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Oil swings down $6 over 2 days

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[July 08, 2008]  VIENNA, Austria (AP) -- Oil prices swung below $140 a barrel Tuesday after a plunge of nearly $4 in the previous session, as the dollar strenthened and fears of a supply disruption faded.

HardwareBut analysts warned the pullback was likely to be fleeting.

"The plunge is really a temporary bull correction and is viewed by the market as a buying opportunity," said Victor Shum, an analyst with Purvin & Gertz in Singapore. "We are also seeing the U.S. dollar easing a bit ... and that has helped support oil pricing."

Trader and analyst Stephen Schork said the expectation just a few days ago that crude prices would touch $150 this week now "does not look like the proverbial done deal."

Be that as it may, we have seen this movie before, i.e. crude oil weakens a little and the bubble-bears jump in," he added in his Schork report, suggesting the price respite might be temporary.


Sweet crude for August delivery fell $2.32 to $139.05 a barrel in electronic trade on the New York Mercantile Exchange by noon in Europe. The contract fell $3.92, or about 2.7 percent, to settle at $141.37 in New York on Monday.

Oil hit a trading record of $145.85 on Thursday before settling at a record close of $145.29 a barrel. There was no floor trade in the U.S. on Friday due to the July Fourth holiday.

The U.S. dollar was stronger against most other major currencies in European trading Tuesday morning.

A falling dollar has helped boost oil prices around 50 percent this year, with investors often buying commodities such as oil as a hedge against inflation when the greenback weakens.


Along with some signs of life from the dollar, fears that fresh conflict in the Middle East could cut oil supplies eased over the weekend after Iran gave an undisclosed response to an international offer of incentives if it suspends a central part of its nuclear program.

But Shum said the conflict isn't over.

President Mahmoud Ahmadinejad has insisted Iran would not bow to pressure to halt uranium enrichment, even though Tehran indicated willingness to open talks. World powers fear that Iran could use the uranium to build nuclear weapons.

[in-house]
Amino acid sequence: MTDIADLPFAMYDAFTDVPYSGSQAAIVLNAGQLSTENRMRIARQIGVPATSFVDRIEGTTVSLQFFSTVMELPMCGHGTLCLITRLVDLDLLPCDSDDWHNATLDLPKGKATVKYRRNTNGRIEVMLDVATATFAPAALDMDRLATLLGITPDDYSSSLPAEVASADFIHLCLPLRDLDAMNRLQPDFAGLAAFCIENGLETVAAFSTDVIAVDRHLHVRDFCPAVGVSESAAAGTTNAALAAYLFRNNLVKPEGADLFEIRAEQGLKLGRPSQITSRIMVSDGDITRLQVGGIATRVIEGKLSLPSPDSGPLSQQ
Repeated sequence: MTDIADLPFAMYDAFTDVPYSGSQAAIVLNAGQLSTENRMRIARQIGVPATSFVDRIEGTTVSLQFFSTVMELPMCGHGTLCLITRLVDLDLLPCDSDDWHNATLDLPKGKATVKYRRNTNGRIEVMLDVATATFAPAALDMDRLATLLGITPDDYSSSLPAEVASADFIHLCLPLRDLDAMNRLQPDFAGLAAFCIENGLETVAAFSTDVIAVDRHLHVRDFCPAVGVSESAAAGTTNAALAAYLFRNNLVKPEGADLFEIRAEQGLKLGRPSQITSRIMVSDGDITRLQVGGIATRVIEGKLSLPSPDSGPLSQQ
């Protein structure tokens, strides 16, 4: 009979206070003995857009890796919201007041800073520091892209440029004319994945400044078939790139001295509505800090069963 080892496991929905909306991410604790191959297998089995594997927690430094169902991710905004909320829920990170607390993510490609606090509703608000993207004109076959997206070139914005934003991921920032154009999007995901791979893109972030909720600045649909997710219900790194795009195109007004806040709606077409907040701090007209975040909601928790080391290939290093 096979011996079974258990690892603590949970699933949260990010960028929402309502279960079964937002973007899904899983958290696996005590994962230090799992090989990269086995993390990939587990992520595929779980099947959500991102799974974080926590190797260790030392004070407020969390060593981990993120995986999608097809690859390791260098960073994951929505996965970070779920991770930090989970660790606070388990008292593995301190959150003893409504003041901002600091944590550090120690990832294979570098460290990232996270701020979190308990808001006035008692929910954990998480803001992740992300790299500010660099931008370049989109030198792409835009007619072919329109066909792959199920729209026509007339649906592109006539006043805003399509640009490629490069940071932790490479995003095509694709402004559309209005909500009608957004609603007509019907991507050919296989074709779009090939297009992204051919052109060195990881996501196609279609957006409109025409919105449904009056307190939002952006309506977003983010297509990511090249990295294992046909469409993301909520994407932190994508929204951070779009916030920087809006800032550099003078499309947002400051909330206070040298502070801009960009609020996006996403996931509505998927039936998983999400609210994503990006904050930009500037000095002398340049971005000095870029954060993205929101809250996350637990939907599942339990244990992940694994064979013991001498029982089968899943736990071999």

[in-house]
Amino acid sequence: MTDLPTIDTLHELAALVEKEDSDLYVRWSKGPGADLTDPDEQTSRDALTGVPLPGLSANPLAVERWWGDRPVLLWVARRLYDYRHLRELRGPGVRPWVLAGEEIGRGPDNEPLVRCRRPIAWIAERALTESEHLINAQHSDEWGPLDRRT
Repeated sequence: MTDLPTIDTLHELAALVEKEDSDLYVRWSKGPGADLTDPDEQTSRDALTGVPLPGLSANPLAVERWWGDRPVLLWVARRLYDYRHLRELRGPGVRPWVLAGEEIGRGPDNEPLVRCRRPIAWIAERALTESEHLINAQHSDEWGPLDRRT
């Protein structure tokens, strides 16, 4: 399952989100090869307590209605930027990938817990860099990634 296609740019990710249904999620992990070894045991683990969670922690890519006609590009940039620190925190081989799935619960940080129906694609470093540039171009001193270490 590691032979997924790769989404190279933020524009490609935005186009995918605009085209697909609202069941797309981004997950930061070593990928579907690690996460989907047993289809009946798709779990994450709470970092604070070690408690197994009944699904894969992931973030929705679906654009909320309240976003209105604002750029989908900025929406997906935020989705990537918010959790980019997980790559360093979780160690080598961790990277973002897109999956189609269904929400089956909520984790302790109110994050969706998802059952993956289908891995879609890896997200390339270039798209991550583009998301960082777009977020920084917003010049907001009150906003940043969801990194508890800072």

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"There are mixed signals and the Iran situation has certainly not been resolved," Shum said.

Ahmadinejad told Malaysian media during a visit to Kuala Lumpur on Monday that all nations should be able to use nuclear energy without any restrictions, stressing that it would provide them with a cheap alternative to crude oil.

Iranian state media reported that the European Union policy chief Javier Solana and Iran's top nuclear negotiator Saeed Jalili would hold talks in the second half of July.

In Asian currency trade, the dollar was weaker against the euro and yen compared with values seen Monday in New York. The euro was holding at $1.5736, while the dollar was buying about 106.40 yen.


In other Nymex trade, heating oil futures fell nearly 3 cents to $3.9420 a gallon (3.8 liters) while gasoline futures dropped by more than a penny to $3.4720 a gallon. Natural gas futures fell by close to 8 cents to fetch $12.90 per 1,000 cubic feet.

August Brent crude slipped by $2.42 cents to $139.47 barrel on the ICE Futures exchange in London.

[Associated Press; By GEORGE JAHN]

Associated Press Writer Eileen Ng contributed to this report from Kuala Lumpur, Malaysia.

Copyright 2008 The Associated Press. All rights reserved. This material may not be published, broadcast, rewritten or redistributed.



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